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An Artist’s Notebook of Sorts

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18 September 2014

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No. 4,891 (cartoon)

I love seeing misery.

That would explain all of the mirrors.

19 September 2014


Groundskeeper Willie provided the best analysis of the Scottish referendum on independence from the United [sic] Kingdom.

“Now both sides of this argument have valid points,” he noted before comparing the opposing sides of the debate: “The freedom-loving heirs of the Highland tradition and those who enjoy crawling like worms beneath British boots.”

The worms, downtrodden after three hundred and seven years under British boots, narrowly won yesterday’s vote. And their English oppressors will continue to control Scottish oil, which accounts for two thirds of European reserves. (It’s true that Scots really do have that much oil, but most of it is in deep fat fryers.)

20 September 2014

(Not) Growing Up

Laurence Steinberg wrote a piece I will never read, The Case for Delayed Adulthood. I didn’t have to do so, because the summary said it all: “Taking longer to grow up and settle down may be better for a young person’s brain.” And for an old person’s brain as well, I might add (and just did).

“Growing up” and “settling down” are polite euphemisms for the end of growth and the end of movement. There’s only one good place for people who’ve grown up and settled down: a cemetery. I’m tempted to go on, but I’m starting to annoy myself with what’s beginning to sound like pontification. That’s something a grownup would do, so I’m going to go on a long bike ride and have a cold can of Rainier Ale, maybe two, perhaps not in that order.

21 September 2014

The Whaling Gravy Train Has Sailed

I am not in Slovenia. Even though I could have said that on any of the 21,442 other days I’ve been alive, I’m saying it today for the first time. And, as an added bonus, probably for the last time as well.

The International Whaling Commission met this week in Slovenia. (If you don’t know what the International Whaling Commission is, you’ll find it in any good dictionary under “incompetent” or “impotent.”) For the last twenty-five years, I’ve usually attended these conferences to publish propaganda, but not this year. The alleged environmentalists that have funded past junkets finally figured out that the amusing little newsletter I produce has absolutely no impact on the outcome of the meeting, or anything else. Better late than never, they concluded that the thousands of dollars I charge to fly halfway around the world to drink local beer was a waste of money.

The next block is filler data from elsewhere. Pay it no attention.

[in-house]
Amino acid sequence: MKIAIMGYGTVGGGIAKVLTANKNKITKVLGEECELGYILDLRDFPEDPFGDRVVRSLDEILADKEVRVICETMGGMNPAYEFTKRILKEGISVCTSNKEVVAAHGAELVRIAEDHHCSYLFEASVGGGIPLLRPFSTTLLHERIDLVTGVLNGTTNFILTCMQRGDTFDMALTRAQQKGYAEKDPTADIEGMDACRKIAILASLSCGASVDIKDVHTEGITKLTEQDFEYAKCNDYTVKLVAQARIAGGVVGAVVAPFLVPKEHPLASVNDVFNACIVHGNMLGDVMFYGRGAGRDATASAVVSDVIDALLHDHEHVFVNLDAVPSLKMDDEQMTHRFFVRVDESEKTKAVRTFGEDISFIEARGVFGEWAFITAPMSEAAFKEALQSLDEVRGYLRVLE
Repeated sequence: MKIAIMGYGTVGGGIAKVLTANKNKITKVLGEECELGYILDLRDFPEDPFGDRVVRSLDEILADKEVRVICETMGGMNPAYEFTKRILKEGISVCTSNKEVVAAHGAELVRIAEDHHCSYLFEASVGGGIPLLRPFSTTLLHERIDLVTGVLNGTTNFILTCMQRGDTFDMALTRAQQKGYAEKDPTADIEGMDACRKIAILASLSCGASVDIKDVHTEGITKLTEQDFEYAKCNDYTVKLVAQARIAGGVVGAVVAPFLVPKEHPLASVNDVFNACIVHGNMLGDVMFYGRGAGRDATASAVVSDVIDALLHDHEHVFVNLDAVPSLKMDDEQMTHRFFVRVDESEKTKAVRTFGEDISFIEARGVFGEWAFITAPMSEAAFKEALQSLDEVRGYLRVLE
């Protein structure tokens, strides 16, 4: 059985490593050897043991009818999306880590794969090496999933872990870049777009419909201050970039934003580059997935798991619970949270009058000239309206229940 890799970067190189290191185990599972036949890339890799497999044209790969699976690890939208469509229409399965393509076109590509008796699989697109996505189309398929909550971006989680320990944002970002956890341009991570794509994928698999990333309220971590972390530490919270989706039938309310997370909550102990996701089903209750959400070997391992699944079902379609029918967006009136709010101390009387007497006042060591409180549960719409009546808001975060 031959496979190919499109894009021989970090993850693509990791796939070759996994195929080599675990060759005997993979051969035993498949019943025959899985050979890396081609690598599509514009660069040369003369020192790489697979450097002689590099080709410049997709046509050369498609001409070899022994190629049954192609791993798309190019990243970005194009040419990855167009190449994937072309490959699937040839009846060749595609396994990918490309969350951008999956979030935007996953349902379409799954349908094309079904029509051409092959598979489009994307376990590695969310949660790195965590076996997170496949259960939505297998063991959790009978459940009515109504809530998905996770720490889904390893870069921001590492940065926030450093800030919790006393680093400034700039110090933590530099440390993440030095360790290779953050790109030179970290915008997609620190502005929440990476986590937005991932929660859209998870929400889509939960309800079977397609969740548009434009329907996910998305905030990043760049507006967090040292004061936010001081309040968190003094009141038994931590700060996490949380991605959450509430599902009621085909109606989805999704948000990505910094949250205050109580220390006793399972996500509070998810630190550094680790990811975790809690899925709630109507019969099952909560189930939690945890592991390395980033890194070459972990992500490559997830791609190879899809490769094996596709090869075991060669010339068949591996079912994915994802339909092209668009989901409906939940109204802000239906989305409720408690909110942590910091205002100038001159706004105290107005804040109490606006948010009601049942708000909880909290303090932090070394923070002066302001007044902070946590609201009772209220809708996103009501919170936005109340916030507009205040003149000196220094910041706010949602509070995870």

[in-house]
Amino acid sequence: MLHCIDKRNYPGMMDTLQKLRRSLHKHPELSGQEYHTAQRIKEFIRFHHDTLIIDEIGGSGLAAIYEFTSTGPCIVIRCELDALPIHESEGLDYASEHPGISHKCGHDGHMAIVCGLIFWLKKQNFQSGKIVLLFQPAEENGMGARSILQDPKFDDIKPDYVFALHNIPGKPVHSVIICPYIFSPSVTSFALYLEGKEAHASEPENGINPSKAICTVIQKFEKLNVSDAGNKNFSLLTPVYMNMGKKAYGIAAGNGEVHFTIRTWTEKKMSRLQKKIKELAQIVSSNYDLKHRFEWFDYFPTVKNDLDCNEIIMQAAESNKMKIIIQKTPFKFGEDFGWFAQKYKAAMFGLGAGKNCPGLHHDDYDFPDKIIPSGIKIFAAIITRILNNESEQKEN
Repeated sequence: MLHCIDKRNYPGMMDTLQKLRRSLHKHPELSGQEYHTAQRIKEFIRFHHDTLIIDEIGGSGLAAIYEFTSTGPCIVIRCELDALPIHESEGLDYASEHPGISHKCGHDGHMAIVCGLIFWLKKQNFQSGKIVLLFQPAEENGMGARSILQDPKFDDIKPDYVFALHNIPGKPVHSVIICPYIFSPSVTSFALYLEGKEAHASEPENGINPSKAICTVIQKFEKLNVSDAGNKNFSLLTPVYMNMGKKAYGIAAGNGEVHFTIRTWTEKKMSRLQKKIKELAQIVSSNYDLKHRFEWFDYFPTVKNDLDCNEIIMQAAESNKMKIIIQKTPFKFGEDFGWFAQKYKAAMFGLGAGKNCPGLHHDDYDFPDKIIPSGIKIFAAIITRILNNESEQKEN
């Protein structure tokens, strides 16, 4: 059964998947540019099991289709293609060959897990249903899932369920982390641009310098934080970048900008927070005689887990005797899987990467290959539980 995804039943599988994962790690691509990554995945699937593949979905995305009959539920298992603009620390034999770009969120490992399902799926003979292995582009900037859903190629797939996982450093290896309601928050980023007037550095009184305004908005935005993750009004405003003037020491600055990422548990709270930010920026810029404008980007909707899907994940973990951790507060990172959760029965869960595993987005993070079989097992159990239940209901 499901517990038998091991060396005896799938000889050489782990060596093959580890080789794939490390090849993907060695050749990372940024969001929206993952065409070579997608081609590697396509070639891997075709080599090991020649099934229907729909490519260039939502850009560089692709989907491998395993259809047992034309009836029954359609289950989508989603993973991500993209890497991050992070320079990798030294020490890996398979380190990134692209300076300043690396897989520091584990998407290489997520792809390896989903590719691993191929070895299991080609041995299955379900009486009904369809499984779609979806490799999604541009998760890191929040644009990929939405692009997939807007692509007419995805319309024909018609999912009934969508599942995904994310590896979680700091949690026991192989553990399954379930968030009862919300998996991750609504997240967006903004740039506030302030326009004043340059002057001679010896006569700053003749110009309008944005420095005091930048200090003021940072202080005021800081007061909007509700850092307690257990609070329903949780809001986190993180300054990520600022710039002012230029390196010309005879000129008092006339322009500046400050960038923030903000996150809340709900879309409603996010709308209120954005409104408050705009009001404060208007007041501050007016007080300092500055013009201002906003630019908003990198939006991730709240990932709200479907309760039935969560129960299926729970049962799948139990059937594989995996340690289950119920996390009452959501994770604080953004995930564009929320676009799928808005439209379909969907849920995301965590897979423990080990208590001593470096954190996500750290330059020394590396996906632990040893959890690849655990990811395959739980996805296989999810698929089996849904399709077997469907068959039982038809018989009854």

And so, the whaling gravy train has sailed. That’s fine with me; I didn’t need the money or the stupidity that comes with being a mercenary. And as for the whales, they’re big enough to take care of themselves.

22 September 2014

The Rite of Autumn

I listened to Igor Stravinsky’s The Rite of Spring today for the first time in decades. Since today is the first day of autumn, I’m either six months too late or six months too early depending on whether one is pessimistic or optimistic.

I try not to think about technique when it comes to creative pursuits, but I couldn’t help but realize that Stravinsky made the whole work with only a pencil (pen?), paper, and piano. Maybe he used an eraser, maybe he didn‘t. In any case, I appreciated the reminder that all my digital tools are just that, and nothing more.

I may have actually performed this piece when I was a French horn player in an orchestra. Or maybe it was Petrushka; that was a very long time ago as measured in Rinehart years. All I know with certainty is that my lips hurt whenever I remember trying to follow Stravinsky’s score. That’s one of the many things I love about my sparkly electronic doodads: no matter what aural nonsense I concoct, my lips are never sore when I’m done.

23 September 2014

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A Grave Alternate Reality

Occasionally, well-intentioned people ask me what they should do with my corpse when I no longer live there. The truth is that I don’t care, but, since that’s an unimaginative reply, I ask them to surprise me. I’m pretty sure I won’t be buried in a marked grave, but it’s nevertheless amusing to see what that would look like. And so, I’m grateful to Henri for sending me photograph of David G. Rinehart’s tombstone.

I see the other David G. Rinehart was married to Erna for over fifty years. I’ve never met anyone named Erna; that may or may be why I’ll never be married for fifty years.


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